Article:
CMS on Friday approved Medicaid work requirements for Arizona, which will be the eight state to put the enrollment restrictions in place.
The state's Arizona Health Care Cost Containment System Works program will require people to have a job, get employment training or participate in community service to be eligible for Medicaid. The requirement is expected to start in 2020.
The Section 1115 Medicaid demonstration project will exempt federally recognized tribe members from the requirement.
Proponents of Medicaid work requirements see the policy as a way to get people to work and reduce the size and cost of the program. States have increasingly sought ways to bend the Medicaid cost curve.
A recent HHS Office of the Actuary report projected Medicaid expenditures to grow at an average annual rate of 5.7% over the next decade. That's faster than the gross domestic product. Fitch Ratings said last year that rising Medicaid costs may force state and local communities to cut spending on other programs, such as education and public safety.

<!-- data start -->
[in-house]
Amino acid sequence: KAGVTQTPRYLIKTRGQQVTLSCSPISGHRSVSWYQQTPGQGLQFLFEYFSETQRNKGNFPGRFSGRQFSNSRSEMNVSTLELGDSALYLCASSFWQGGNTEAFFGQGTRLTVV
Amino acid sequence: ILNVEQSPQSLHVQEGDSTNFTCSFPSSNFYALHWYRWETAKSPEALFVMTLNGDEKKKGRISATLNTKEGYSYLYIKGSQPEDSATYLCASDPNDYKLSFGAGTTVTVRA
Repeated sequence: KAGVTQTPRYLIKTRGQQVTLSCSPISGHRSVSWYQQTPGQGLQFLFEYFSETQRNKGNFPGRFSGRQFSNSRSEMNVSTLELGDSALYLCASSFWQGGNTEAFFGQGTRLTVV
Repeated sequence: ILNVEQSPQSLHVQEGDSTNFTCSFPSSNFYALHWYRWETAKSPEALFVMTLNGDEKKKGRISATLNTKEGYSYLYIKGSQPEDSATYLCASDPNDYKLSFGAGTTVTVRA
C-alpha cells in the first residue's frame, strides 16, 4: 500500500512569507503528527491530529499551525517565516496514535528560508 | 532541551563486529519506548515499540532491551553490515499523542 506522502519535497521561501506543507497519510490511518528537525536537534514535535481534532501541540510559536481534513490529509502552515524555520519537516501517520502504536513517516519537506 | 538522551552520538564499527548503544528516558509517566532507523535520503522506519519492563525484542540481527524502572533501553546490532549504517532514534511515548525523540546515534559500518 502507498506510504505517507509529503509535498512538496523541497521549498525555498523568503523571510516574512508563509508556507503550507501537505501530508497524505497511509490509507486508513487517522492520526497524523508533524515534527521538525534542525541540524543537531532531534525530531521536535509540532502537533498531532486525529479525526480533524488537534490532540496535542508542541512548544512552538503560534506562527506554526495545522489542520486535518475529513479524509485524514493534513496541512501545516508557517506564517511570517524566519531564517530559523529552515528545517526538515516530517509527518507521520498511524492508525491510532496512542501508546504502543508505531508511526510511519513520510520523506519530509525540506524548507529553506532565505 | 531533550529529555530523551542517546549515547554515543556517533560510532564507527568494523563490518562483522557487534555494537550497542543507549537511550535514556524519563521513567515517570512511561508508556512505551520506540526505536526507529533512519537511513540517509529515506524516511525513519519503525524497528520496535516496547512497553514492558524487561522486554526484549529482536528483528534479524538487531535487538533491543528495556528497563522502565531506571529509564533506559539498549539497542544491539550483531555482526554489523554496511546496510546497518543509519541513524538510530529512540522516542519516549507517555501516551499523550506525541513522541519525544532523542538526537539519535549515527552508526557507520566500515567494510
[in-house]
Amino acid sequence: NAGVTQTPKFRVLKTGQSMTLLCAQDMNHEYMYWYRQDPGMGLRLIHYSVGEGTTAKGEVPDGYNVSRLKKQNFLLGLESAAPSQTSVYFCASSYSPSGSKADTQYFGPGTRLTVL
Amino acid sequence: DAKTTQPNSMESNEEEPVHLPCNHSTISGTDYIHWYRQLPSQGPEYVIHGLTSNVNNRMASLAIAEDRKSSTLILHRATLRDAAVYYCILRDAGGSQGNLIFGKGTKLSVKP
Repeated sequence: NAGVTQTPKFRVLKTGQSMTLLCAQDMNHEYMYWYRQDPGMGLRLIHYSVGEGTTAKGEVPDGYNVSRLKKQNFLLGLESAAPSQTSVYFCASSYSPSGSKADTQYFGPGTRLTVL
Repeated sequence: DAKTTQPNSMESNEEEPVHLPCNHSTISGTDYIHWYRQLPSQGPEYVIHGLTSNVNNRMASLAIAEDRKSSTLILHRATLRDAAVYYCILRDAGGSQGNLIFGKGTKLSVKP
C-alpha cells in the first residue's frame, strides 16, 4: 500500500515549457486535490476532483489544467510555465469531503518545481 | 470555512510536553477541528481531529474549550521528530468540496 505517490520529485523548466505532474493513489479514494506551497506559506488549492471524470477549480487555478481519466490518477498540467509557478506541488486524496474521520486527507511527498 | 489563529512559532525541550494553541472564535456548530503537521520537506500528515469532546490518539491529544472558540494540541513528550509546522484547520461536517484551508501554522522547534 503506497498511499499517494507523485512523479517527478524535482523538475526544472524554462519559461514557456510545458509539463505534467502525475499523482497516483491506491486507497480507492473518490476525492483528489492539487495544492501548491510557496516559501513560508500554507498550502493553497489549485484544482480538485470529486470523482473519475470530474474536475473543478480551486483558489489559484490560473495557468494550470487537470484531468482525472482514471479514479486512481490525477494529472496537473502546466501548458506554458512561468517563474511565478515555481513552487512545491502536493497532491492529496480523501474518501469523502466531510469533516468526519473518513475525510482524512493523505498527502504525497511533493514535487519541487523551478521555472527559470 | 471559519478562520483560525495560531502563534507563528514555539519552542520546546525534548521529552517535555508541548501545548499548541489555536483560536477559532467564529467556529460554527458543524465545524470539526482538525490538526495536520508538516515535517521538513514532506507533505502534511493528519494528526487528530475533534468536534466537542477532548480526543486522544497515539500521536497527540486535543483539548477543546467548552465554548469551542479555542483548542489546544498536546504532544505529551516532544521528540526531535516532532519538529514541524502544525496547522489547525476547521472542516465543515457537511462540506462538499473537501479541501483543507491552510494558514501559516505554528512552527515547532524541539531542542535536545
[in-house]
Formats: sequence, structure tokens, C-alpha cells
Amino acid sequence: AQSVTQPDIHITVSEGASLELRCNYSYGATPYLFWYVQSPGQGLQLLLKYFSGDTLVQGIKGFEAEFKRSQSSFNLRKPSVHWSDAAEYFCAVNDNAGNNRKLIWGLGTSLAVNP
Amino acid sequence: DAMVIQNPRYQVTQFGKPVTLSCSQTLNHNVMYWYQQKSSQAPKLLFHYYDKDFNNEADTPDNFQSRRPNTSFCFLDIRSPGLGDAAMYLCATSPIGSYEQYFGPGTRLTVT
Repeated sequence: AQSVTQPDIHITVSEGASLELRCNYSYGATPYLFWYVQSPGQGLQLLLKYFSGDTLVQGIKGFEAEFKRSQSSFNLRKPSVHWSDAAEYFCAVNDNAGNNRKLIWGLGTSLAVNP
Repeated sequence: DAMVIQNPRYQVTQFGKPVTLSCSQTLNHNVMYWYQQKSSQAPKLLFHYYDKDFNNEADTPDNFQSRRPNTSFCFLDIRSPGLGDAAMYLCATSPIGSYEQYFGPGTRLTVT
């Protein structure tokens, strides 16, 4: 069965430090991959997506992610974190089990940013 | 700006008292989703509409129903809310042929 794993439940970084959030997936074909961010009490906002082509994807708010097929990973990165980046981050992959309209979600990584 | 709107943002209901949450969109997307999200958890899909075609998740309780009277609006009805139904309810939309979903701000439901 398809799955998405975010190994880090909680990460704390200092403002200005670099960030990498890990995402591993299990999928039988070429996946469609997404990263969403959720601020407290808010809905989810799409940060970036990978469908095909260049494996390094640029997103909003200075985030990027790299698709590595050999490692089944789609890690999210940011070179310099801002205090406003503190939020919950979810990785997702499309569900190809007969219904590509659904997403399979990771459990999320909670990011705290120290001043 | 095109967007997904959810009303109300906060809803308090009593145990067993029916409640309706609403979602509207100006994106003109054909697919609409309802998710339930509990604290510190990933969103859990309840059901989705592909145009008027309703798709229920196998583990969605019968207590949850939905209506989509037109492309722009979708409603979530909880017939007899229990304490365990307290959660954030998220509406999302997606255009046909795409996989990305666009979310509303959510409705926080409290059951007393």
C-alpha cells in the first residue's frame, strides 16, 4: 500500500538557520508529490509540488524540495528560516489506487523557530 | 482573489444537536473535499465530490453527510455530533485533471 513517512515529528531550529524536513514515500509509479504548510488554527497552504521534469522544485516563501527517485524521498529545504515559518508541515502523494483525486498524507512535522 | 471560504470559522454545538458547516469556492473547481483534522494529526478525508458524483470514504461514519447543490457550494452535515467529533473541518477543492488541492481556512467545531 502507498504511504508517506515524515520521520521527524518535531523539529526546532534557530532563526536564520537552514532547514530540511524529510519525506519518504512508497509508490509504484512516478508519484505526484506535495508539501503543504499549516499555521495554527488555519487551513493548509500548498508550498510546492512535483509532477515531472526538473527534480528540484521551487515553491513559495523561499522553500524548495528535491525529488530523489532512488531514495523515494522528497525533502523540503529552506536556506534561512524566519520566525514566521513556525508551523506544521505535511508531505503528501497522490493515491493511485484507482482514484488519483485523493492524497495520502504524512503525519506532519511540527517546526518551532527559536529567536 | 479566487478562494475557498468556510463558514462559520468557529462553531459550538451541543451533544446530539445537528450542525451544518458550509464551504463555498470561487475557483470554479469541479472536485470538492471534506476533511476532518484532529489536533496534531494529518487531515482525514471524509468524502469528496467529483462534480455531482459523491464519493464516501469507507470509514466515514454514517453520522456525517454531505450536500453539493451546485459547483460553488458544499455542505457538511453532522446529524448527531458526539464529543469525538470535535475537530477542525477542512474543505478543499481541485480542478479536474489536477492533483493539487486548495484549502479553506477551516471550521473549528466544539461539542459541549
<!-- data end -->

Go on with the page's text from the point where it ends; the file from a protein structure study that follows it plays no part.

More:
Instead, some states are looking to restrict who has access to Medicaid.
The Arizona work requirement will require people between 19 and 49 to "engage in qualifying community engagement activities for at least 80 hours per month and report monthly that they are meeting the community engagement requirements."
The state will exempt pregnant woman, beneficiaries who are medically frail and those in active treatment for substance use disorder.
The work requirement is expected to impact about 120,000 Arizonans.
CMS Administrator Seema Verma said the waiver gives states the flexibility to tailor a program to fit their needs. Republican Gov. Doug Ducey said in a statement the requirement will improve health outcomes and employment opportunities.
Arizona's waiver follows other states' work requirements, which were celebrated by conservatives and derided by liberals. Kentucky was the first to receive a work requirement Medicaid waiver, but a federal judge rejected the rule. Kentucky proposed a similar second work requirement plan and CMS approved that option. However, that rule is being challenged in court as well.
Arkansas also received a work requirement, but Verma said she will review the impact of the change after more than 12,000 people lost Medicaid coverage.
Those wrinkles haven't stopped other states from exploring work requirements. CMS is reviewing similar requirements for another eight states: Alabama, Mississippi, Ohio, Oklahoma, South Dakota, Tennessee, Utah and Virginia.